5 Things I Learned from Watching PBS Cooking Shows as a Kid
I never had cable growing up, so my options for television shows were pretty limited. Thank goodness for PBS though! While my parents happily slept in on Saturday mornings, my sister and I would grab something from the kitchen for breakfast and plunk down in front of the TV for cartoons.
Even after the cartoons were over, though, I stayed glued to the television for what was really my favorite part of the morning: the cooking shows. It was time to enter Jacques, Julia, Martin, and Lidia’s worlds, among many others, and I was obsessed. They taught me to fold, cream, and julienne, but there were many other lessons I learned along the way!
5 Things I Learned from PBS Cooking Shows
1. Food is always tied into culture.
My parents were very adventurous eaters and introduced us to a lot of new foods, but I was still fascinated with all the different ingredients and foods on cooking shows. Many hosts unabashedly had accents and told us the names of things in their natives tongues, and I loved it all.
The new foods and recipes sounded so good that I daydreamed about them all the time — I think I knew exactly what went into a pesto sauce before I ever tried it! PBS was great about integrating segments that showed the countries and cultures where the food came from, and it was as much armchair traveling as cooking demonstration.
2. Personality and food are closely related.
Chinese chef wisecracking while deftly wielding a cleaver? Martin Yan was your man. Italian chef who seemed like a stern-but-wise grandmother? Lidia Bastianich made you want to shove your face into a bowl of pasta. PBS taught me that personality and food were inseparable, whether you cooked on the fly and didn’t measure anything out or were uber-nerdy like the folks at America’s Test Kitchen.
When I stood on the set of America’s Test Kitchen as they were filming and watched it all unfold as an intern, I realized that what I really wanted to do was test recipes. My penchant for organization and problem solving were a perfect fit with my dream of working in food, and I thank PBS for showing me all the different ways that food can be presented and worked with.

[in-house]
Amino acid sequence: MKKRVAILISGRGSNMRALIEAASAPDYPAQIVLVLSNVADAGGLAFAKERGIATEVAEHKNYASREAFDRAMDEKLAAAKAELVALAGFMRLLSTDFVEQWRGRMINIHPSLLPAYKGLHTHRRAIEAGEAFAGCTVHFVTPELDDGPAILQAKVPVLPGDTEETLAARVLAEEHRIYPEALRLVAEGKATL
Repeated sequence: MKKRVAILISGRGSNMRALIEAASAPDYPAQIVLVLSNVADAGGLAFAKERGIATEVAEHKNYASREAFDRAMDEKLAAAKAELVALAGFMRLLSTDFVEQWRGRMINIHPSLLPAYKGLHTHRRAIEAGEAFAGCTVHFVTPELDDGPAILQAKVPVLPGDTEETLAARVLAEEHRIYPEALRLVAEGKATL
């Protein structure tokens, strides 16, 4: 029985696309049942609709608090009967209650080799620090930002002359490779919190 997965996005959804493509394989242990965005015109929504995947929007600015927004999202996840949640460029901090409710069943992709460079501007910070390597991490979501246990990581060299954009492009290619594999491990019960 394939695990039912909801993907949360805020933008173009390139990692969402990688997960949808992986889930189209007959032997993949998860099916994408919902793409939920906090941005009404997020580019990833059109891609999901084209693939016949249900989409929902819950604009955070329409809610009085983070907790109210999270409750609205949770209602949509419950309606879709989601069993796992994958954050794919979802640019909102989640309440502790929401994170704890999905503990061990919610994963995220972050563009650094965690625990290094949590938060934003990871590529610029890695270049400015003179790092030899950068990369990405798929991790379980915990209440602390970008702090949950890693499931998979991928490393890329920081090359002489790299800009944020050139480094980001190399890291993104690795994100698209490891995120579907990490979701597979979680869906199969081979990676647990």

3. Anybody can cook.
To be honest, I don’t think I’ve ever made a recipe from watching a cooking show, but what I did take away was that anyone could learn to cook. Sometimes there were kids in the kitchen, sometimes there were grandparents in there, and lots of times there were people who didn’t know how to cook. The whole point of the PBS cooking shows were to explain, teach, and say, “It’s okay if you don’t know how to do this, I’m here to show you!” It was matter-of-fact and not intimidating.
4. Cooking should always involve other people.
The hosts on PBS cooking shows were rarely cooking alone. Even if they had a magnetic personality, it would always be amplified by having a fellow chef, friend, or family member cooking alongside. Funnily enough, I’m the opposite. Some people enjoy cooking with others and find the whole experience relaxing, but I get stressed out unless the people I’m cooking with also work with food on some professional level.
What I really connected to were the PBS episodes where the host would sit down at the end of the episode and invite someone to eat with them. While I don’t necessarily like cooking with friends, I love eating with them and the happiness that comes from feeding other people.
5. Don’t forget beverages!
And for the final lesson? Never, ever forget beverages. Drinks could show up as the cooking wine that the host got to sneak a glass from or be in the final minutes of the show where the host paired drinks with that episode’s menu.
What I learned was that a good pairing could really elevate the delicious food that they worked so hard to prepare. Even as a kid who had no idea what wine tasted like, PBS taught me to never forgot that beverages complete a meal.
Did you watch PBS cooking shows or still watch them? What kinds of things have you learned from these shows?